A Page Or Two of Love, Straight From Honeysuckle Road

I believe a writer ought to work out loud some. Letting a reader or two peer into the tale even before the writer knows fully where it’s headed turns the writer’s solitude into community. Don’t get me wrong, I dig the quiet alone time with my imagination, but as a writer, I like to be … neighborly.

So, here’s a little hole in the fence of my novel, The Sinners of Honeysuckle Road. This is a love letter written by an 18 year old on the coast of North Carolina in 1968. She writes to her boyfriend, Graham, giving him the note on his 18th birthday as part of a grand public, and private, celebration. She’s soon headed to Duke. He’s just enlisted, bound for Vietnam.

Read this and tell me if it rings with the tonic chords of a young woman so far into love there’s no escape. Tell me if such a letter might help sustain a boy into his manhood, and through his tragedy and elation to come on two shores.

Thanks, ya’ll. And, yes, they’re daringly naked when he reads this. They 18 in 1968. They’re having the big time we all want in our lives, at 18 and beyond!

“My dearest Graham,

You will read this in the presence of a naked girl who will forever wear the presence of you. You strong, beautiful boy, here on your birthday, and on your every day to come, I will love you. I will love the eternity of you.

When we made love in the church and you grew afraid, remember what I said? I believed out loud that many go to altars and get themselves wedded to one another for life. But few get chosen for the rare gift that is their life’s heaven-fated love. I have felt it early. I have felt it, known it, like a charge from the deep. As if stars fell upon my tender womanhood, at my dawning. I’ve dreamt, more than once, that you fell out of the hand of God and tumbled into me. Exploded into the billion little diamonds that stream and haunt and light my blood. They rain into my dreams and flow through my waking, and I have no shelter. No shelter from you. I’m a happily naked girl soaked in the nature of young and gentle man. In the sweet, hard cosmic shower of our good fortune. Soaked in happiness is what I am. Happy that heaven has sent such a storm onto a girl’s heart.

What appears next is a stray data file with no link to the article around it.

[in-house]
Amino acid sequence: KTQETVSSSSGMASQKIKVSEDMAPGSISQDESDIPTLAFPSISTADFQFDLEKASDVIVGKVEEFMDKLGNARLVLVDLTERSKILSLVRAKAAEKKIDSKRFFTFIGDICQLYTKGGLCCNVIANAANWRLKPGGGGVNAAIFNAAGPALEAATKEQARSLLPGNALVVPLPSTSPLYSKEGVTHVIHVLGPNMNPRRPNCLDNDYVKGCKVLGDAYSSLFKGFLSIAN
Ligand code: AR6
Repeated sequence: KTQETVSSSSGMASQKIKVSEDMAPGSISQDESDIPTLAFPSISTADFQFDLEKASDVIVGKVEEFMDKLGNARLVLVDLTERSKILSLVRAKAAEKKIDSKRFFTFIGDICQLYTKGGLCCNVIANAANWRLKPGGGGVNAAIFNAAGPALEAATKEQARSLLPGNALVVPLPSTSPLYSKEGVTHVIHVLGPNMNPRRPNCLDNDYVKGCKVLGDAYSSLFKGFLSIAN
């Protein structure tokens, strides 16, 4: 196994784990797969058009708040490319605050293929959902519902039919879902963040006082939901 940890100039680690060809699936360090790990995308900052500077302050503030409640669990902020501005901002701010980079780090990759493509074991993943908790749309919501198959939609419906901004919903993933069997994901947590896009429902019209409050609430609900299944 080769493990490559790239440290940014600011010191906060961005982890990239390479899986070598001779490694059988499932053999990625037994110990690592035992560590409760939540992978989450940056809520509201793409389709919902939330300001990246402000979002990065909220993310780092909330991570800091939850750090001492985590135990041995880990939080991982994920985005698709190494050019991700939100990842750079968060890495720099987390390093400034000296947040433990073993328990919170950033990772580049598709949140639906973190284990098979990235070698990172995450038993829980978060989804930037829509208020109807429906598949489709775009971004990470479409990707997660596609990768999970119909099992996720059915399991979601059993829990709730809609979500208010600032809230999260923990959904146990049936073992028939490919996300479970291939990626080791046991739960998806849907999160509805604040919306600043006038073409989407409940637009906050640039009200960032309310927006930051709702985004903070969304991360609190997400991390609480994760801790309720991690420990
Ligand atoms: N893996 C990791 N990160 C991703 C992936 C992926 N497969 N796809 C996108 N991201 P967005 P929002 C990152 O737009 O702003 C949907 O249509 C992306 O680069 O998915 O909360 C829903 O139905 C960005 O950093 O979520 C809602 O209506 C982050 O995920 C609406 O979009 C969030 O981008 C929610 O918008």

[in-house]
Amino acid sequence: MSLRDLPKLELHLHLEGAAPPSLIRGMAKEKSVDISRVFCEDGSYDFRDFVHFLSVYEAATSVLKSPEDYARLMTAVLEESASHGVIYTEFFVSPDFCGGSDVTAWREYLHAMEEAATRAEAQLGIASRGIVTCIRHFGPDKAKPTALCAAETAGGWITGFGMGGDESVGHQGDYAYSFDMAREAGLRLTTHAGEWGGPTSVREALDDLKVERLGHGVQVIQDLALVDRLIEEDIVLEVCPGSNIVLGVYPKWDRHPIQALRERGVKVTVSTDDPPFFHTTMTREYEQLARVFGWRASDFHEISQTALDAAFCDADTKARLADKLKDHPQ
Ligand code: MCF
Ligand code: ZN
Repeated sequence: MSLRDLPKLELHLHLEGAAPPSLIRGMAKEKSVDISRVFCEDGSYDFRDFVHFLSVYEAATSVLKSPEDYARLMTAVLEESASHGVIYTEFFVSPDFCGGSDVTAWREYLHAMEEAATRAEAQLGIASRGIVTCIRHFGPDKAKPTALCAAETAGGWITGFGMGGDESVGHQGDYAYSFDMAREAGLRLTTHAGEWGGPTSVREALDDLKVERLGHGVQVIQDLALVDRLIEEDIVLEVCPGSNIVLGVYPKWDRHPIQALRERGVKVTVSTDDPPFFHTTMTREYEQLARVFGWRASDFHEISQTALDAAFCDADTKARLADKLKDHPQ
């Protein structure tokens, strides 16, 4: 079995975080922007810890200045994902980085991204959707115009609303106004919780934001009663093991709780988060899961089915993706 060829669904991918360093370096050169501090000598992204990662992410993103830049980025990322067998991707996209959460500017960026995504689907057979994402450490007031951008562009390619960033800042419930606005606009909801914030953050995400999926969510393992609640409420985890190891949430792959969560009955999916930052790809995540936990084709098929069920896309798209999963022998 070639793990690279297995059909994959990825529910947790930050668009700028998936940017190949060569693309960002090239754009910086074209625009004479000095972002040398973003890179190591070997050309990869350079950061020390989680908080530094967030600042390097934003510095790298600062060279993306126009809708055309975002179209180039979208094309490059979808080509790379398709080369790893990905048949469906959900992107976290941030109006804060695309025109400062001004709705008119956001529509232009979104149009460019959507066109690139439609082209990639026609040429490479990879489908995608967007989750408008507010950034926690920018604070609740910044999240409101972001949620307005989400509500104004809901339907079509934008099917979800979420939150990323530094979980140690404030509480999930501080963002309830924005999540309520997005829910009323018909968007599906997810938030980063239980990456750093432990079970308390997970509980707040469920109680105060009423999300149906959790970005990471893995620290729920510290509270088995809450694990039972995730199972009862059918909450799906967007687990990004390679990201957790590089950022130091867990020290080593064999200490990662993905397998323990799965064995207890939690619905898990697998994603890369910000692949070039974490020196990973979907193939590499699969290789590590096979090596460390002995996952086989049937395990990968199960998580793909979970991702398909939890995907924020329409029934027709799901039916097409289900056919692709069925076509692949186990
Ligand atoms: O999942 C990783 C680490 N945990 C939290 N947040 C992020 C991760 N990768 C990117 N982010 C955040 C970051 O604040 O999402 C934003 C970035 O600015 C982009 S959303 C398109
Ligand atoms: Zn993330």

When you take to your bed soon on the other side of the world, where wickedness and being afraid creep around jungles and the thoughts of boys, please read this again. Read it so much you tatter it. For I want you reminded that God made a home for you inside me. In my heart, I will shelter you. A world away, a billion miles off, yet there I am — your strong house by the sea. Door forever open, the air sweetened and salted by fresh-made love inside. I pray this will help carry you through. On the swings and lawn of loving one another, we will romp, always.

See, we are never so terribly far away. We are but a warm, moist thought away from one another.

And finally, please remember this. Many boys masquerade as men, and too few men are truly good. Momma says so, and so do I. She and I think it so lovely that I get to adore one of the rare good men. Tender and strong, with the heart of a kind boy. Please make that last. Make yourself last as long as you can. And when you come home, we will make something lovely of ourselves.

Happy birthday, love. To say I love you is the gift this, your birthday, gives to me.

Across your ages, I am forever your Tess. God knows I am your love.”

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5 Responses to “A Page Or Two of Love, Straight From Honeysuckle Road”

  1. Such beauty you have captured in so few words, Michael. Lovely depiction of a sweet young couple in love. Appreciate the share!

  2. Mark Hildebrandt Says:

    You are destined to be one of the greats like Fitzgerald and Steinbeck!

  3. Michael, You did a beautiful letter for that era. The young girls wanted to be remembered by the young boys going away. This is exactly what you would imagine it to be, and yes I think the boy will cherish the letter forever, not just while he is in vietnam.

  4. Dana Hyatt Says:

    Michael, that made me cry. I can’t believe a man wrote it. I have never known a man that could think and feel the things that women feel. Most men are not sensitive enough to the feelings of his wife to even be able to relate to such poetry!

    • Dana, I just saw this. How very, very kind. Please, keep in touch. I’ll be back to Honeysuckle Road soon, and will see her to an end! I assure, you’ll take an uplifting where the narrative finds itself. Blessings. So grateful for your kind words!

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